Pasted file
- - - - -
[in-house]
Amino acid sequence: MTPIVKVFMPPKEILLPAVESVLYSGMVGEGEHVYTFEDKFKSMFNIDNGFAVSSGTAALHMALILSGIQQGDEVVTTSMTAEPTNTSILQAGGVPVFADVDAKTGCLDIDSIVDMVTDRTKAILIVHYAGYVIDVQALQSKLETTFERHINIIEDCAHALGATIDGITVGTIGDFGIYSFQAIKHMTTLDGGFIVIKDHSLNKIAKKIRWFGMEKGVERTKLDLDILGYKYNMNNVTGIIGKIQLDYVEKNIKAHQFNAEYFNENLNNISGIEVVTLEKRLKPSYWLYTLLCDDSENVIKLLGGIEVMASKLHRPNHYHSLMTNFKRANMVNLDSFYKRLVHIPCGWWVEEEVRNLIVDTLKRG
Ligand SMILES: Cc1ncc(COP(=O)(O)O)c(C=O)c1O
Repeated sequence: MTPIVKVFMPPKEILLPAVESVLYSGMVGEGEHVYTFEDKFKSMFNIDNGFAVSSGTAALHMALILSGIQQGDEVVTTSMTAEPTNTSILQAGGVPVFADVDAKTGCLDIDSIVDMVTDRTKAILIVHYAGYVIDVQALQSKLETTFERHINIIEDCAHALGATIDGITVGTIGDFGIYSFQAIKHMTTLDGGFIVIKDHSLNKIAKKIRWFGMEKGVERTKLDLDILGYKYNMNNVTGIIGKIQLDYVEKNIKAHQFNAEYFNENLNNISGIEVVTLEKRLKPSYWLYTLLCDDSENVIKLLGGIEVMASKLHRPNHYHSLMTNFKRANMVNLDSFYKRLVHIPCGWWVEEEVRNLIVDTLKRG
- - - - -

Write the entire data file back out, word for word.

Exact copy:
[in-house]
Amino acid sequence: MTPIVKVFMPPKEILLPAVESVLYSGMVGEGEHVYTFEDKFKSMFNIDNGFAVSSGTAALHMALILSGIQQGDEVVTTSMTAEPTNTSILQAGGVPVFADVDAKTGCLDIDSIVDMVTDRTKAILIVHYAGYVIDVQALQSKLETTFERHINIIEDCAHALGATIDGITVGTIGDFGIYSFQAIKHMTTLDGGFIVIKDHSLNKIAKKIRWFGMEKGVERTKLDLDILGYKYNMNNVTGIIGKIQLDYVEKNIKAHQFNAEYFNENLNNISGIEVVTLEKRLKPSYWLYTLLCDDSENVIKLLGGIEVMASKLHRPNHYHSLMTNFKRANMVNLDSFYKRLVHIPCGWWVEEEVRNLIVDTLKRG
Ligand SMILES: Cc1ncc(COP(=O)(O)O)c(C=O)c1O
Repeated sequence: MTPIVKVFMPPKEILLPAVESVLYSGMVGEGEHVYTFEDKFKSMFNIDNGFAVSSGTAALHMALILSGIQQGDEVVTTSMTAEPTNTSILQAGGVPVFADVDAKTGCLDIDSIVDMVTDRTKAILIVHYAGYVIDVQALQSKLETTFERHINIIEDCAHALGATIDGITVGTIGDFGIYSFQAIKHMTTLDGGFIVIKDHSLNKIAKKIRWFGMEKGVERTKLDLDILGYKYNMNNVTGIIGKIQLDYVEKNIKAHQFNAEYFNENLNNISGIEVVTLEKRLKPSYWLYTLLCDDSENVIKLLGGIEVMASKLHRPNHYHSLMTNFKRANMVNLDSFYKRLVHIPCGWWVEEEVRNLIVDTLKRG